This is an Ideation Challenge, which has the following unique features:
Submissions to this Challenge must be received by 11:59 PM (US Eastern Time) on July 2, 2018.
Late submissions will not be considered.
After the Challenge deadline, the Seekers will complete the review process and make a decision with regards to the Winning Solution(s). All Solvers that submit a proposal will be notified on the status of their submissions; however, no detailed evaluation of individual submissions will be provided.
Federal entities or Federal employees acting within the scope of their employment are eligible to compete but are NOT eligible to receive a monetary award for this Challenge.
Please note that winners will have to submit an Academic Institution Acknowledgement Letter acknowledging the role of ODNI in this Challenge if you are: (i) a U.S. Academic Institution at the college or university level, (ii) an employee of such institution who is participating on behalf of that institution, or (iii) an employee of such institution who is participating in their personal capacity if they are using the resources of such institution to respond to this Challenge. A template for this letter is included as an attachment to this Challenge and will be available after accepting the Challenge-Specific Agreement (CSA). Click the “View Challenge Details” button to access the CSA for details.
Entities or employees of entities from the following countries subject to U.S. economic sanctions are not eligible to participate in this Challenge: Iran, Syria, Sudan, Cuba, and North Korea. In addition, individuals and entities listed on the U.S. Government’s Consolidated Screening List (available at http://export.gov/ecr/eg_main_023148.asp) are not eligible to participate in this Challenge.
This Challenge is open to all others (18 years of age and older) not excluded above. Only one submission per team should be submitted.
ABOUT THE SEEKERS
This Challenge is sponsored by ODNI’s Office of the Director of Science and Technology (DS&T), in partnership with the Office of the Under Secretary of Defense for Intelligence (OUSD[I]) and in collaboration with the Air Force Research Laboratory (AFRL). DS&T leads the Intelligence Community’s (IC’s) efforts to enhance the returns on investments in technology—its mission is to deliver innovative, technology-based capabilities which solve intelligence challenges today and in the future. OUSD(I) serves as advisor to the Secretary and Deputy Secretary of Defense for intelligence, counterintelligence, security, sensitive activities and other intelligence-related matters. AFRL is the Air Force's only organization wholly dedicated to leading the discovery, development, and integration of warfighting technologies for our air, space and cyberspace forces.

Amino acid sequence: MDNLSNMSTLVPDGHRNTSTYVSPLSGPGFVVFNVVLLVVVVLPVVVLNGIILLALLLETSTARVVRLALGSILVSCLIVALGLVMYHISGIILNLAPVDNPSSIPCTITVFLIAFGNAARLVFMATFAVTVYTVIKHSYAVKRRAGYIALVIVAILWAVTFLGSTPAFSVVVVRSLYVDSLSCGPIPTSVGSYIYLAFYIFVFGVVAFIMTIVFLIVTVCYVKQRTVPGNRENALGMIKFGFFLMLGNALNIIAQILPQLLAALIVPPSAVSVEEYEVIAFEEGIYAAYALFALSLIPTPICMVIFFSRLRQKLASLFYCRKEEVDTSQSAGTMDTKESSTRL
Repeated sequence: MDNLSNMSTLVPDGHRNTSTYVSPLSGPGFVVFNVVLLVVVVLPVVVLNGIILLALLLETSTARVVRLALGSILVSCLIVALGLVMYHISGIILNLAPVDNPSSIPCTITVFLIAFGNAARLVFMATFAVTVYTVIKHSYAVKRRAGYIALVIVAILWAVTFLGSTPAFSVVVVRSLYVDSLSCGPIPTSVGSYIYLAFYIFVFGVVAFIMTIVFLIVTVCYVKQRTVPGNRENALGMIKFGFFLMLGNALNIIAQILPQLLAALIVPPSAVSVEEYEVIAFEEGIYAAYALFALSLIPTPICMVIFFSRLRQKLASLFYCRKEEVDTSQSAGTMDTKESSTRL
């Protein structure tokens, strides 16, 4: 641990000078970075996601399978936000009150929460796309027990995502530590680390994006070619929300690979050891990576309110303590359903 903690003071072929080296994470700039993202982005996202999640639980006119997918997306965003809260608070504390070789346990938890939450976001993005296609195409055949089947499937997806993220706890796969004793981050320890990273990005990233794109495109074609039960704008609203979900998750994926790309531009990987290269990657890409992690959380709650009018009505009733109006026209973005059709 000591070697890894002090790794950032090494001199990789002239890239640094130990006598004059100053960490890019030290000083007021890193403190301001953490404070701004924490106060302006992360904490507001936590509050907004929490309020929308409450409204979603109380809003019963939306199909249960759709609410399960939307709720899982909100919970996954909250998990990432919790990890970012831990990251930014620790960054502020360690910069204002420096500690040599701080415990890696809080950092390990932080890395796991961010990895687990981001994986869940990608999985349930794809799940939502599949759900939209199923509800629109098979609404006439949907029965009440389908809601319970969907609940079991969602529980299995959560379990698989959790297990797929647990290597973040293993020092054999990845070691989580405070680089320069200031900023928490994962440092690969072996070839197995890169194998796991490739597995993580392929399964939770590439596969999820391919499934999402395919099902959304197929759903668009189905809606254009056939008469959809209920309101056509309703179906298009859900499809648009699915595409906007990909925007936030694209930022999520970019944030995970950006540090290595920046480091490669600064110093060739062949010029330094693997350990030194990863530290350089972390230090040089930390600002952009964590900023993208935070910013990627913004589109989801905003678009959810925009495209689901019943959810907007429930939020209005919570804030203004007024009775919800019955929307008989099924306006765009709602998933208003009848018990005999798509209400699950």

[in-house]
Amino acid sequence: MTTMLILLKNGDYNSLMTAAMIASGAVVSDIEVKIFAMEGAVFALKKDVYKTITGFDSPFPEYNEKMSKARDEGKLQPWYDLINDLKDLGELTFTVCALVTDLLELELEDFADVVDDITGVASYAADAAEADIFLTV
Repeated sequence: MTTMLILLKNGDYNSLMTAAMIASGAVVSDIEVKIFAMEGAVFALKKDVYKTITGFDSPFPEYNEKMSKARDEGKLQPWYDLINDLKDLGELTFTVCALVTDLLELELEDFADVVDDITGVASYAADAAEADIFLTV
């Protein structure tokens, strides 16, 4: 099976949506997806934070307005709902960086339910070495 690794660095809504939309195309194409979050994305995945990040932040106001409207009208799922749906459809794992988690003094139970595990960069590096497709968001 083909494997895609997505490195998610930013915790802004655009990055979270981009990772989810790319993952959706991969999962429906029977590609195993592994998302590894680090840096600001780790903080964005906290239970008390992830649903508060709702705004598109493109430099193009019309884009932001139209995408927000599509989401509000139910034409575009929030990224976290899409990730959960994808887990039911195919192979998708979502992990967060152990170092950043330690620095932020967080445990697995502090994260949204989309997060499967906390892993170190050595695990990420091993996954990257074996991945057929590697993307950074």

Earlier jointly-released ODNI and OUSD(I) challenges—the Xpress Challenge and the Xtend Challenge—explored the potential for machine generation and machine evaluation, respectively, of analytic products. These research thrust areas will be critical for a new model for intelligence production. As outlined in this proposal, the Xamine Challenge will be an essential complement to the operationalization of Xpress- and Xtend-derived results.
What is an InnoCentive Ideation™ Challenge?
An InnoCentive Ideation™ Challenge is a broad question formulated to obtain access to new ideas, similar to a global brainstorm for producing a breakthrough idea or market survey which may include ideas for a new product line, a new commercial application for a current product, or even a viral marketing idea to recruit new customers. Ideation™ Challenge submissions are typically about two written pages, and Seekers receive a non-exclusive, perpetual license to use all submissions.
In an Ideation™ Challenge, Solvers may:
Solvers should not reveal any confidential information in their submissions. Often the Ideation™ Challenge will be followed by one or more of the other three Challenge types to further develop the ideas and gain Intellectual Property protection when the concept has been well-defined.